Achilles tendon rupture
You may only hear about an acute rupture of the Achilles tendon when it happens to an elite athlete, but it’s actually a fairly common injury. It usually happens while playing sports or doing something that requires a quick, powerful motion.
A typical patient I see with a ruptured Achilles tendon might be a weekend warrior, somebody who sits at a desk all week but does fairly high-level activities at night or on the weekend—pickup basketball, for example—without much time to train or prepare their body.
What leads to a ruptured Achilles tendon?
We don’t know for sure why it happens to certain people. It could be that there’s some kind of breakdown of the tendon that has occurred over time, like tendinosis, that has made it weak.
And here’s an interesting thing to know about these injuries: I’ve seen hundreds and hundreds of Achilles tendons in clinic, and I’ve found that people who have chronic Achilles tendon issues—for months or even years—rarely end up rupturing the tendon. And on the flip side, people who have a rupture almost never report having had any issues with their Achilles tendon prior to the injury.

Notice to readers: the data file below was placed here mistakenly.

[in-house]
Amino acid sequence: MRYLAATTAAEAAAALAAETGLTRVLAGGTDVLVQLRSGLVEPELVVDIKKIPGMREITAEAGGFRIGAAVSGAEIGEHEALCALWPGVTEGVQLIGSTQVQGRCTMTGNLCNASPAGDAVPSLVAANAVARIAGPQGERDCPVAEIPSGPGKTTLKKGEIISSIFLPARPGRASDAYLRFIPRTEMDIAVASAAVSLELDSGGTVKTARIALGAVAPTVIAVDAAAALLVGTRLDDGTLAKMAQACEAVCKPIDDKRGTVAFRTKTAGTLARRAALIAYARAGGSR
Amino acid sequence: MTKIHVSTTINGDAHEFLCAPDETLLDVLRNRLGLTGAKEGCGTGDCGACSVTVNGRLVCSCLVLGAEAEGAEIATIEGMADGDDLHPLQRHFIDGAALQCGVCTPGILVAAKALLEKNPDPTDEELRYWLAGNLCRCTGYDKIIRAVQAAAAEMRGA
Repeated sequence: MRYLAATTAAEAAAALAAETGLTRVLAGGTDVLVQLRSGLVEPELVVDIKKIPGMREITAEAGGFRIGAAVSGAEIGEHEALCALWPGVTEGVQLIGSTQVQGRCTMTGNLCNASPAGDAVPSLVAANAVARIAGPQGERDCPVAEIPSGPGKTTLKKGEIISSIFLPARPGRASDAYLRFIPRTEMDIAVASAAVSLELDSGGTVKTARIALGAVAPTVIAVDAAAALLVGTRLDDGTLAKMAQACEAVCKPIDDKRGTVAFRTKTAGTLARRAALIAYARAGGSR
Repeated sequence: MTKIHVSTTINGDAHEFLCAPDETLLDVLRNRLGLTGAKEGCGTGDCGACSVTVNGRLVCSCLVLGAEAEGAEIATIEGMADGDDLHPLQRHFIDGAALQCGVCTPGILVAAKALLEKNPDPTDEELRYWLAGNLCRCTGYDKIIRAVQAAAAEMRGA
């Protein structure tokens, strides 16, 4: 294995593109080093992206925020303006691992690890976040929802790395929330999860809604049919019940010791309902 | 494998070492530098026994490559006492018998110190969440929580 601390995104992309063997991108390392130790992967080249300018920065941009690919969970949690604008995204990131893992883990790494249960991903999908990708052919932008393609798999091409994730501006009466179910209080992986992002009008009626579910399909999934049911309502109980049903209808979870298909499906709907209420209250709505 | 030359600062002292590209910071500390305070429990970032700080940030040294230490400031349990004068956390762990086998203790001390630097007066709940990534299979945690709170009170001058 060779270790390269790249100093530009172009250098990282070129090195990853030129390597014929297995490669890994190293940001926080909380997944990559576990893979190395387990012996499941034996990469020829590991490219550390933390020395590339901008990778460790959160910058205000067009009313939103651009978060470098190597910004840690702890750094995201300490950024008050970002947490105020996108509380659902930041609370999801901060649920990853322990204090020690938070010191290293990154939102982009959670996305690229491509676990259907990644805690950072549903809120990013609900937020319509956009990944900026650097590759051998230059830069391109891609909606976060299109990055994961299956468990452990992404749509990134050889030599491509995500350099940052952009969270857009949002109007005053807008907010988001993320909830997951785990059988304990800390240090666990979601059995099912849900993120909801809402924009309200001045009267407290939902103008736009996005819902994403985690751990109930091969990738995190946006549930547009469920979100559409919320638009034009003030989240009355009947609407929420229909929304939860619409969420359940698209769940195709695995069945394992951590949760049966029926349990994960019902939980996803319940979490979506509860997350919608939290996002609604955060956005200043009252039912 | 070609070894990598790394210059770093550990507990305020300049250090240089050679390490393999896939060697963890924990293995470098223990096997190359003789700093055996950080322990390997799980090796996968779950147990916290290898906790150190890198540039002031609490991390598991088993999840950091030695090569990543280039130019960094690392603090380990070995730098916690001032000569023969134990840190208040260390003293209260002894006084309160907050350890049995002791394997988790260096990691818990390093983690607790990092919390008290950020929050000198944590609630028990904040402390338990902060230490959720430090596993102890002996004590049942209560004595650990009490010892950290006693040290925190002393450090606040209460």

What treatment options are available?
There’s been a big shift in recent years in what we recommend for treatment. The average person can return to normal function without surgery.
Historically, many patients had surgery. That worked well to repair the tendon, but the patients had a fairly high complication rate. There were issues with the wound healing and with infections.
And people who didn’t have surgery tended to have a higher chance of rupturing the tendon again. They didn’t seem to heal quite as well, and they didn’t come back as strong as those who had surgery.
Over the last 10 years, we’ve changed our approach. We’ve gotten a lot more aggressive. Instead of putting patients in a cast, we get them moving relatively quickly. Several studies have found that if you treat an Achilles tendon tear without surgery and get the patient rehabbing sooner, the functional outcome is about the same as those who had surgery.
Obviously, the decision about whether to have surgery depends on a lot of factors that vary from case to case.
For an elite athlete considering a professional career, where every last bit of speed and power really matters, they’ll probably opt for surgery. But most recreational athletes—even the most active, competitive folks—will do just as well if they choose a nonsurgical treatment.